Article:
Thursday, May 23, 2024

During the Jan. 8 conference, the case had opposition from the three liberals – Justices Breyer, Elena Kagan and Sonia Sotomayor – as well as the chief justice. On the other hand, the five other conservatives were in favor, as per a written tally and reports from several individuals familiar with the discussions. Justice Kavanaugh expressed that they couldn’t avoid a case like this to the group.

Dobbs had met all the criteria to proceed, but during a subsequent meeting, an unusual proposal was made by him. The court could delay the public announcement of its decision to take the case. They could repeatedly re-list Dobbs on the public docket and then announce the decision in the spring, which would push it to the next term. This would avoid a rushed schedule and allow the court to observe other abortion cases in the lower courts, as reported by two people aware of the discussion. This plan would also give the impression that the court was still debating whether to move forward, even though a vote had been taken, and create the appearance of distance from Justice Ginsburg’s death.

Justices Alito, Gorsuch and Thomas disagreed with this and wanted to proceed sooner to hear the case in that term. Some justices questioned whether Justice Kavanaugh’s proposal was appropriate, given that the case had been on the docket since September.

However, Justice Barrett, the newest member of the court, took a strong stance. As the only woman in the conservative bloc, and with seven children and known personal views on abortion, she told Justice Alito that “this was not the time,” according to two people aware of her comment. She emphasized that she had only arrived not even three months before and if others intended to hear the case that term, she would change her vote to oppose taking it.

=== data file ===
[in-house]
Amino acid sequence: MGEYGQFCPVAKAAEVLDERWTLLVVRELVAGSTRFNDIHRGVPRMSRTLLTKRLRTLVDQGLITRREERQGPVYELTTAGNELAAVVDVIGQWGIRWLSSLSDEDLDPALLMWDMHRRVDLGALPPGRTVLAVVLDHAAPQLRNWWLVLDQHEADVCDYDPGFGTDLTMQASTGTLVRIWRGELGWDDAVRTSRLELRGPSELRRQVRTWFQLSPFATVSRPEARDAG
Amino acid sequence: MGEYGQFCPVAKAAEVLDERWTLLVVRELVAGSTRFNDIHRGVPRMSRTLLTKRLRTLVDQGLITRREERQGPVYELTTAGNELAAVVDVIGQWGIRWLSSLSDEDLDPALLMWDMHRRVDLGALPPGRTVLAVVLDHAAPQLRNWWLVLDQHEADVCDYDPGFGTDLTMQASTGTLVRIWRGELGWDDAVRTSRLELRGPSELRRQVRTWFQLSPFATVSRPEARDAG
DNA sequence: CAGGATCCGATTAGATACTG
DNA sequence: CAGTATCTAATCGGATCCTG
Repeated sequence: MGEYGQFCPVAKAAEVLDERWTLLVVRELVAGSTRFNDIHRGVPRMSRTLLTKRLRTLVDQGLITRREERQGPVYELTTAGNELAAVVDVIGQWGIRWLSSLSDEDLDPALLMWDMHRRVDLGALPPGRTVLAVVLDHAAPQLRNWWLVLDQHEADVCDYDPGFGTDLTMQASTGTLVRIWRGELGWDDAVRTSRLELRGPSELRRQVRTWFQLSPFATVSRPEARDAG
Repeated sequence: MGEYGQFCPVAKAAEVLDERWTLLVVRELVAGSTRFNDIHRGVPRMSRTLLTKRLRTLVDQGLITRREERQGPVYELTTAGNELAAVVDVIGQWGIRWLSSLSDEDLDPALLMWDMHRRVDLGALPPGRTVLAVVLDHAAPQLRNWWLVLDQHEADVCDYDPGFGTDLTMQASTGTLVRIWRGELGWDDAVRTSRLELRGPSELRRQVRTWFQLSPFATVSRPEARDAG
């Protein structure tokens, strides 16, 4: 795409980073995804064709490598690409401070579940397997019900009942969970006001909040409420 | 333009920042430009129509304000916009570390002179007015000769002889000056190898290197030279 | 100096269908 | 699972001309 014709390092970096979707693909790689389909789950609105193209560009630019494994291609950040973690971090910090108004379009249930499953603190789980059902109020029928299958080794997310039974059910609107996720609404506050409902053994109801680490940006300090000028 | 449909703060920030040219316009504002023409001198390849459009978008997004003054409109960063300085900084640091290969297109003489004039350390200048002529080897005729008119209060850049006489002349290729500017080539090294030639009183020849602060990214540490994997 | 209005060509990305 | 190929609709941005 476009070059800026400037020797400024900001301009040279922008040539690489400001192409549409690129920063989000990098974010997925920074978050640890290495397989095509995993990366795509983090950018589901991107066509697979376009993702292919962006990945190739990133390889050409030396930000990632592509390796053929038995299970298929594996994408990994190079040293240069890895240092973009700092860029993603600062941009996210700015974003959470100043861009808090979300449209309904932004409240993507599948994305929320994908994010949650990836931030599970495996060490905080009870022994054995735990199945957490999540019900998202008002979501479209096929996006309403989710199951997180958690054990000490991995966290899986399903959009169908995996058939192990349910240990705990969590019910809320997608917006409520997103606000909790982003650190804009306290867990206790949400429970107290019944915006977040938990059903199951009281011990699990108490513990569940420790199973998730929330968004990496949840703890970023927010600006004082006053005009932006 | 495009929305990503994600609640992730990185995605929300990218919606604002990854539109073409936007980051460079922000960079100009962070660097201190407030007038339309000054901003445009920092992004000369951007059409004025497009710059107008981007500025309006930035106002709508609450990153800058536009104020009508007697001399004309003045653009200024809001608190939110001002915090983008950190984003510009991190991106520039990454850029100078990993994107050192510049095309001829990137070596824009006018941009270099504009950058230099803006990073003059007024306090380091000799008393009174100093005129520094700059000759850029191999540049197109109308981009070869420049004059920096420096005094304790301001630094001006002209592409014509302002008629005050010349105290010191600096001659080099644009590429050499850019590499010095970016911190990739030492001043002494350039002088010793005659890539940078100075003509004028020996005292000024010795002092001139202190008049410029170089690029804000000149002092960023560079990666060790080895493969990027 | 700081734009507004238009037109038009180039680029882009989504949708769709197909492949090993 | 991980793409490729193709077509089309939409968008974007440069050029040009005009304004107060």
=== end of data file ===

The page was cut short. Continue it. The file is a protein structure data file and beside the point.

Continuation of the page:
There was also expressed concern from the chief justice, stating that the court could appear as if it had been waiting for a new justice to take on a challenge to Roe. Justice Alito, seemingly concerned about the potential impact of a delay on the outcome, asked Justice Kavanaugh if his vote was solid, to which Kavanaugh affirmed yes.

The Kavanaugh plan prevailed, and as the winter of 2021 turned to spring, the case was repeatedly re-listed week after week on the docket. Anxiety was felt among conservatives outside the court, expressing the importance of seizing the moment, especially given the ages of Justices Alito and Thomas. “If the court somehow ends up failing to grant certiorari in Dobbs, there will justifiably be staggering disappointment with any conservative justices who failed to provide the needed votes,” wrote Ed Whelan, a legal commentator.

In the conservative legal movement, which had felt let down by defections by Republican appointees, Justice Kavanaugh was viewed as a potential flight risk. His approach to abortion law was characterized by attempts to find compromises and defer difficult decisions. Despite being accused of long-ago sexual misconduct, the right closed ranks around him following his nomination, particularly after his name had been attacked in an anonymous memo claiming he had a pattern of “abandoning conservative principles.”

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